by Michael Dunn and Nancy Gibson

Despite its relatively small land area, Mayne Island is a mosaic of forests, clearings, and agricultural fields that offer diverse habitats and ecosystems for many bird species. Wetlands are not common on the island, but we do have a range of forests from the dry Douglas fir and arbutus, to the moister alder, big leaf maple and western red cedar. Besides our domestic and introduced varieties, native salmonberry, thimbleberry, arbutus and honeysuckle produce abundant food for fruit-eating birds, and those preferring seed have access to grass seed on our farms and in our gardens as well as the many forest tree and shrub seeds. A myriad of marine birds find food in the surrounding ocean waters.

Surfbird. Photo: Don Enright

Birding in December on Mayne

By December, the migrant species have passed through, and only our year-round residents and overwintering species remain. Because many trees drop their leaves during the winter, identifying flocking forest birds such as kinglets, juncos, siskins and chickadees can be easier. Fields flooded by November rains host wigeons, mallards, Canada geese and sometimes killdeer.  Many bald eagles forage and roost around Active Pass during the winter months, and groups of marine birds such as goldeneye, harlequin ducks, loons, cormorants and scoters can also be spotted. Bufflehead, mergansers and grebes are found in the quieter bays around the island during the winter months. Our rocky shorelines, particularly the shores from Georgina Point to Edith Point extending to the Belle Chain Islets, are prime winter foraging habitat for the black turnstone, surfbird and black oystercatcher.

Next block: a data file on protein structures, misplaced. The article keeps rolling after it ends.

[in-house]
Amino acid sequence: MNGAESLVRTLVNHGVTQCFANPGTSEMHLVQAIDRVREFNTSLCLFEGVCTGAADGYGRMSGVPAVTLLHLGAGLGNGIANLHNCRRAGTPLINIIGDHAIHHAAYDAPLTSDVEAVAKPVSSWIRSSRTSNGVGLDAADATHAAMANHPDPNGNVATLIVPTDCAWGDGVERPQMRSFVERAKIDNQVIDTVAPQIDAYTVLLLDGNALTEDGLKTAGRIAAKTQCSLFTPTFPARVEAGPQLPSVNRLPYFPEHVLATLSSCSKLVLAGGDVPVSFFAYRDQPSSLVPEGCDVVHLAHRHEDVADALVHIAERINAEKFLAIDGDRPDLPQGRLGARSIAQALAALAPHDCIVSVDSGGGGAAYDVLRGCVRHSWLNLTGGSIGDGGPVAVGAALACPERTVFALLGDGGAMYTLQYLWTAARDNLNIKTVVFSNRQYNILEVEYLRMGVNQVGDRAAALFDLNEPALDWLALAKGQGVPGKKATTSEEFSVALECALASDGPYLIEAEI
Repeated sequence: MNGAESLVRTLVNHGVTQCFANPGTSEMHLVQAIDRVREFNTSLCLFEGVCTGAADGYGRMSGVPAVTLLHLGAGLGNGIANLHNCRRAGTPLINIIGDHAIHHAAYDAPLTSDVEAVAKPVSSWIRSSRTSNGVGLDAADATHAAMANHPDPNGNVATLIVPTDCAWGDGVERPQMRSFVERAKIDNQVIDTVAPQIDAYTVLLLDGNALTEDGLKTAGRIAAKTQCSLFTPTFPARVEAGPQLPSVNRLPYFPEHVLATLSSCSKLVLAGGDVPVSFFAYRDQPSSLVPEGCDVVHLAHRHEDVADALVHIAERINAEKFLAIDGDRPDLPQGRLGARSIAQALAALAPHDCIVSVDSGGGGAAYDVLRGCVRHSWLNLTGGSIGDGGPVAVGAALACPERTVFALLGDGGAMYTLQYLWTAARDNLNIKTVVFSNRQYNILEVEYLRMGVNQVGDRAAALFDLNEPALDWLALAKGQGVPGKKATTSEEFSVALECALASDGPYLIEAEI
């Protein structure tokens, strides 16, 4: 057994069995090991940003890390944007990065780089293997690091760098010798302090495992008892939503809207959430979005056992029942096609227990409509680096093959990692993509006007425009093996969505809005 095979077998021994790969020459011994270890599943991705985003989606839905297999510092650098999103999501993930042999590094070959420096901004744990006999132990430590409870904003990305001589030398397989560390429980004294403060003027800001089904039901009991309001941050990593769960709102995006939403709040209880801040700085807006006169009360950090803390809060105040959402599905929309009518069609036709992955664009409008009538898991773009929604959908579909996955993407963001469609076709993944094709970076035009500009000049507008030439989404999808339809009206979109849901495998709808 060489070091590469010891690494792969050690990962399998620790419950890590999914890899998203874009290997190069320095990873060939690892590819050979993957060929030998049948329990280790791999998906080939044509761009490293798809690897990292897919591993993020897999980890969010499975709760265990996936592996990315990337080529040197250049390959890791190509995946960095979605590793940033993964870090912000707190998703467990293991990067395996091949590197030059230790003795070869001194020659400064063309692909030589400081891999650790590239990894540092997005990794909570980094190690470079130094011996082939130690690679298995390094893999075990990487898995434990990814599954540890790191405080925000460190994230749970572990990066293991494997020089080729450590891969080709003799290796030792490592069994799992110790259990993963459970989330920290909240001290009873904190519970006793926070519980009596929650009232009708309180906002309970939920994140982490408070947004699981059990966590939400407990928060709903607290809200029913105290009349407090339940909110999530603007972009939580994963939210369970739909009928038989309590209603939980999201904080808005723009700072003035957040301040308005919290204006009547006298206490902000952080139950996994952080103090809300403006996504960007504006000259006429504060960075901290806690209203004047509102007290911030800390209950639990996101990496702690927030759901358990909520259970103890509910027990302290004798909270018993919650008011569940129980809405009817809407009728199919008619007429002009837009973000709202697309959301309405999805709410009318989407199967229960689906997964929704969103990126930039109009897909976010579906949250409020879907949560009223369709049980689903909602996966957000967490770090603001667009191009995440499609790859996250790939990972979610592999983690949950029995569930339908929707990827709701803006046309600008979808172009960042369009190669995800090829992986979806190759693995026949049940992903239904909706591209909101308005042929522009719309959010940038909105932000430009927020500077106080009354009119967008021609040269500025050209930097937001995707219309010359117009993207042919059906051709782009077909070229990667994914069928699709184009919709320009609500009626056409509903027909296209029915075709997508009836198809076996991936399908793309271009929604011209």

Hooded merganser. Photo: Don Enright

The Christmas Bird Count, which was started in 1900, is North America’s longest-running citizen science project. Counts happen in over 2000 locations around the Western Hemisphere. Thousands of volunteers participate in collecting one of the world’s largest sets of wildlife survey data. These results are crucial in the day-to-day study by conservation biologists to understand bird population trends. Each Christmas Bird Count takes place on a single day between December 14 and January 5. (This year we are counting on December 19th.)  These individual counts, which are organised by birding clubs or naturalist groups, are carried out within a 24km circle that remains the same year to year. We are part of a count circle that includes the Penders and Saturna Island.

Getting Involved

Whether or not you are one of the volunteers participating in this year’s count, we encourage everyone to get outside and look for birds! A booklet called “Birds of Mayne Island: a checklist” is available through the Conservancy, and this, plus a good illustrated bird guide and a pair of binoculars, is all you need to get started. There are several particularly rewarding birding areas on Mayne. For marine species: Georgina Point Lighthouse Park, Horton Bay, Village Bay, Campbell Point, Miners Bay dock and Reef Bay. For forest and inland birds: Horton Bay Road, Merryman Road, our farm fields and ponds, and the trails of Mount Parke. Our newest park, St. John Point, is a good place to see marine species as well as forest birds because of the variety of forests, shrubs, and types of shoreline. 

Harlequin duck. Photo: Don Enright

At this point in time, updated to 2017, approximately 200 species of birds have been observed and recorded both on Mayne Island and the rocky islets and shoals within one kilometre of our surrounding waters. Since 2017, keen birders on Mayne have confirmed four more species to the list: gadwall, western sandpiper, wandering tattler, and American dipper. To report any new species or interesting bird observations, please contact Michael Dunn, Executive Director of the Mayne Island Conservancy at

Join us for this webinar to help you prepare.

1 Comment

Tina Farmilo · December 11, 2020 at 11:05 am

Impressive photos by Don Enright. Particularly taken with the Hooded Merganser. Thanks for sharing!

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